With an alumni network featuring an outsize number of famous artists, many Wesleyan students look to the left and the right of them to wonder who the next one may be, but not Derrick Holman ’16.
Holman, who goes by the stage name Cornelius, has been quietly working for the last few years to develop his acumen in the rap game while supporting the creative endeavors of his friends. Since graduating, he has redoubled his efforts toward working full time as a recording artist. The most immediate result is his latest EP, Bronx Zoo, with another album on the way in 2017.
Going from full-time student to full-time musician may be a radical swing for some, but for Holman, only the mentality behind his work has changed, while the ethos remains the same.
“I think for me the biggest difference is between what I’m doing now and what I was doing then is that mental distinction of treating this as a career choice rather than a hobby or something that I do with my friends,” Holman said. “To be honest, I don’t even think that it affected the sound so much as it affected my mind going into the work. I took myself a lot more seriously with this project, whereas before I felt like I was trying to—I felt like I didn’t have a reason to make music so much as it was just something that I love to do.”
What Holman has always loved about hip hop is the process behind recording. The feeling of being in the studio is what first drew Holman to the discipline, rather than the glitz and glamour of performing on stage.
“I remember—my sister actually reminded me—the first time I was ever in a studio was when I was, like, 12 years old,” he said. “A friend of mine who was a few years older than me—I think he was either in community college or in a community college program—he was a rapper and he took me to the studio with him to his community college, and I wrote this rap and I still can recite the rap now. It was a nice studio, and it was nicer than some of the ones I’ve used recently.”
The attraction of the studio for Holman was the process through which music is made, and that understanding affects the way he approaches the craft to this day.
“I saw that you have to come into this place, and there’s a guy working behind a window and working at a computer and recording for you, and stuff like that, so I felt like early on, I was lucky because I had that experience where at a young age I saw that it wasn’t just, ‘I wanna be a rapper and hop on stage and millions of people are gonna love me,’” he said. “I had that idea of the background and what it actually takes to get there, and I’ve been lucky to have a lot of friends and people around me that have shown me the process of how the music happens beyond just the glorified stuff.”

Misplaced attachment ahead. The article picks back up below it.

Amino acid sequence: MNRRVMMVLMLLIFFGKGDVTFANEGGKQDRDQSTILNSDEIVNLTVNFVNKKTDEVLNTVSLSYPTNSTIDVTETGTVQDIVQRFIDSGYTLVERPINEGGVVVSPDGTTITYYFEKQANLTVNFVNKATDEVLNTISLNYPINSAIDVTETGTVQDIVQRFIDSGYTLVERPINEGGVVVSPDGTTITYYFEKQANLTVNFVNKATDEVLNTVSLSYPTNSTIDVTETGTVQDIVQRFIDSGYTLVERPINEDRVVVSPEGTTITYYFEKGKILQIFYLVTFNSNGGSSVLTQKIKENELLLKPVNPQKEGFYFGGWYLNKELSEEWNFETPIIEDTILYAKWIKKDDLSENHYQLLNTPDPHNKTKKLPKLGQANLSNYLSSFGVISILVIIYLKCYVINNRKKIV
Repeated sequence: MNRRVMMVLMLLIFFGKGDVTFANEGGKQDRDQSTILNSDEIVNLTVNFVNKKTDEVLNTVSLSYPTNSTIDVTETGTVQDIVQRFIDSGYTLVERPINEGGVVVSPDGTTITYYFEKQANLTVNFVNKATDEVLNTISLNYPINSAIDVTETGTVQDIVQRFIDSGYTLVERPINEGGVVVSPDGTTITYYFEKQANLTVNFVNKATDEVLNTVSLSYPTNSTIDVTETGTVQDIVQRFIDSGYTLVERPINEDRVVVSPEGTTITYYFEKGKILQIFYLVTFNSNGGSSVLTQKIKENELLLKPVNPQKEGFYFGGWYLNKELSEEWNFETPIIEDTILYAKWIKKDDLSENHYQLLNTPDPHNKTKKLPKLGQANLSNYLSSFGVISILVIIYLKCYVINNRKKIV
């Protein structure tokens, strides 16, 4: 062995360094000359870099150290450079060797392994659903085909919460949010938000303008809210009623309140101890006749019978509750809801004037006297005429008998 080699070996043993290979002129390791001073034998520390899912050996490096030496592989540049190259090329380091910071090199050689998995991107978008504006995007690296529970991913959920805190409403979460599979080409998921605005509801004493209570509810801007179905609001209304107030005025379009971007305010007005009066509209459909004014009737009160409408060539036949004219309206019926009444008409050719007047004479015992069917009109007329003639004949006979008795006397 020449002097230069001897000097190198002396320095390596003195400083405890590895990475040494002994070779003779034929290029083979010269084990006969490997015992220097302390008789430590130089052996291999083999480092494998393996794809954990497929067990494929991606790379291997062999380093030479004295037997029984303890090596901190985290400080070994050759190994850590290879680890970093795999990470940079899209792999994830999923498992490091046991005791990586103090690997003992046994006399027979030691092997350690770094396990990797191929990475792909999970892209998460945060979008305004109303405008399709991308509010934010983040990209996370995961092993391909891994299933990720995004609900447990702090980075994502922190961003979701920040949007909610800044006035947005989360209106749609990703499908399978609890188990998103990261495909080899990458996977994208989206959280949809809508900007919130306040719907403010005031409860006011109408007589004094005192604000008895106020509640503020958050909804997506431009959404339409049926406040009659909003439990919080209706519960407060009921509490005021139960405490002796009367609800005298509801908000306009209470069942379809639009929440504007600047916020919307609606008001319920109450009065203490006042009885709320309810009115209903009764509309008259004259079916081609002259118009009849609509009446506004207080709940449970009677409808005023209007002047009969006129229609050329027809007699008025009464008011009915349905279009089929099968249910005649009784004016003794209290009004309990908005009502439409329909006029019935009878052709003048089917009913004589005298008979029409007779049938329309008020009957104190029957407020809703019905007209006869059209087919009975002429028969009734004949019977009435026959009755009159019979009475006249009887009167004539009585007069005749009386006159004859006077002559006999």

Combining his aesthetic education at the University with other disciplines he studied, Holman takes a hands-on role in almost every aspect of the production process.
“As much as I love music and it’s something I’m really passionate about and want to do with my career, it’s also not the only thing,” he said. “I produce all of my own videos, and I take a hand in all of the visual aspects of my work and editing. I’m giving feedback on stuff, and I very much am not the type of person where, even if it comes to the cover art for a song, I don’t just go to a graphic designer and say, ‘Hey, I need cover art.’ I’m sending them samples and ideas, and telling them what colors I think fit this song and working with everyone in a hands on way, which is a lot more time consuming, and it can be difficult sometimes when there’s a lot of stuff going on, but I feel like it’s a very Wesleyan thing.”
This kind of Total Work of Art approach becomes apparent in the Bronx Zoo EP, which is impeccably mixed between Holman and Alex Karmine of Plus Studios.
Bronx Zoo overall has the feeling of palpable ambition without showboating overkill, much like Kanye West’s The College Dropout or Eminem’s Slim Shady LP. Given Holman’s clever lyrics and breathless flow, an ambitious yet apt comparison is also Kendrick Lamar’s Section 8.0.
“CUBAN LINKS,” the leadoff track, is polished and upbeat enough to make it difficult to listen to another artist after the first song. Holman’s lyrics are clever and quick, especially in the song’s second verse.
“You just want that R-E-S-P-E-C-T / Baby can we fuck like old times on a TBT / No more EBT, ballin’ like on TNT / Put me on a silver spoon I’ll put you onto TDE,” Holman raps.
“BLACK MASK” is more of a club track, but it keeps a cohesive flow and a steady buildup. The back beat sounds like it slipped off Jamie XX’s latest album, while Holman continues to shine behind the mic.
“ROSES” manages to combine the best of the first two tracks together, while Holman tweaks his persona to something closer to Drake at certain points. Boasting almost 3,000 more hits than the first two tracks, it looks like “ROSES” is Cornelius’ calling card for now, equally pleasant after a late night or in the midst of the morning commute.
Supported by members of the Wesleyan community ranging from media consultant Jim Friedlich ’79 to Jaime de Venecia ’15, Holman’s humility and team-oriented approach to his musical ambitions make his career ascent more sustainable than most. Looking to tour with his new music this coming year, look for Holman to return to campus as Cornelius for a show this spring.